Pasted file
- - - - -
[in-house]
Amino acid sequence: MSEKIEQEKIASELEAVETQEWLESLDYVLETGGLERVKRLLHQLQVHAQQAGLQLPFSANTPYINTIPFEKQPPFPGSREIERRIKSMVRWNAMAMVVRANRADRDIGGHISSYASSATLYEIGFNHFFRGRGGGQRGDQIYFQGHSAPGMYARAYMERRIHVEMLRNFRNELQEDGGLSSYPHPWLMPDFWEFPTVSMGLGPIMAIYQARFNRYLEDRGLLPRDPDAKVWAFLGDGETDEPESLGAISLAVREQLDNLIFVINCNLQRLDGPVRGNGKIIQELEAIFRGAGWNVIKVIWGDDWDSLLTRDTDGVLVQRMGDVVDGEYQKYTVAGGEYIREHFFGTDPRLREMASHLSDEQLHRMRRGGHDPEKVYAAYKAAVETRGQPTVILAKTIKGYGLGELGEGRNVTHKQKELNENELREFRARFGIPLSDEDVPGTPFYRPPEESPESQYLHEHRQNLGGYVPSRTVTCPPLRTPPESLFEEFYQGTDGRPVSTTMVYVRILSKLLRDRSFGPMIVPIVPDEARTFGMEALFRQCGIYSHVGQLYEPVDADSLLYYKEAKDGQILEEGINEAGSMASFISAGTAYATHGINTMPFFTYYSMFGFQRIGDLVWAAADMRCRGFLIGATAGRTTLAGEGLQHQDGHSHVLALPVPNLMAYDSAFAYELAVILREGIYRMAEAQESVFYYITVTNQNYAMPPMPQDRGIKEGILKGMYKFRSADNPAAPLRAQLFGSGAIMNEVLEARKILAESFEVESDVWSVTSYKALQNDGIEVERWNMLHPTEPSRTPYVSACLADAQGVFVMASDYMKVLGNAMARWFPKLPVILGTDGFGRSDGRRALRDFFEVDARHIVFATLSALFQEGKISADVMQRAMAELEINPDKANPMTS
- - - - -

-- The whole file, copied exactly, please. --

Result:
[in-house]
Amino acid sequence: MSEKIEQEKIASELEAVETQEWLESLDYVLETGGLERVKRLLHQLQVHAQQAGLQLPFSANTPYINTIPFEKQPPFPGSREIERRIKSMVRWNAMAMVVRANRADRDIGGHISSYASSATLYEIGFNHFFRGRGGGQRGDQIYFQGHSAPGMYARAYMERRIHVEMLRNFRNELQEDGGLSSYPHPWLMPDFWEFPTVSMGLGPIMAIYQARFNRYLEDRGLLPRDPDAKVWAFLGDGETDEPESLGAISLAVREQLDNLIFVINCNLQRLDGPVRGNGKIIQELEAIFRGAGWNVIKVIWGDDWDSLLTRDTDGVLVQRMGDVVDGEYQKYTVAGGEYIREHFFGTDPRLREMASHLSDEQLHRMRRGGHDPEKVYAAYKAAVETRGQPTVILAKTIKGYGLGELGEGRNVTHKQKELNENELREFRARFGIPLSDEDVPGTPFYRPPEESPESQYLHEHRQNLGGYVPSRTVTCPPLRTPPESLFEEFYQGTDGRPVSTTMVYVRILSKLLRDRSFGPMIVPIVPDEARTFGMEALFRQCGIYSHVGQLYEPVDADSLLYYKEAKDGQILEEGINEAGSMASFISAGTAYATHGINTMPFFTYYSMFGFQRIGDLVWAAADMRCRGFLIGATAGRTTLAGEGLQHQDGHSHVLALPVPNLMAYDSAFAYELAVILREGIYRMAEAQESVFYYITVTNQNYAMPPMPQDRGIKEGILKGMYKFRSADNPAAPLRAQLFGSGAIMNEVLEARKILAESFEVESDVWSVTSYKALQNDGIEVERWNMLHPTEPSRTPYVSACLADAQGVFVMASDYMKVLGNAMARWFPKLPVILGTDGFGRSDGRRALRDFFEVDARHIVFATLSALFQEGKISADVMQRAMAELEINPDKANPMTS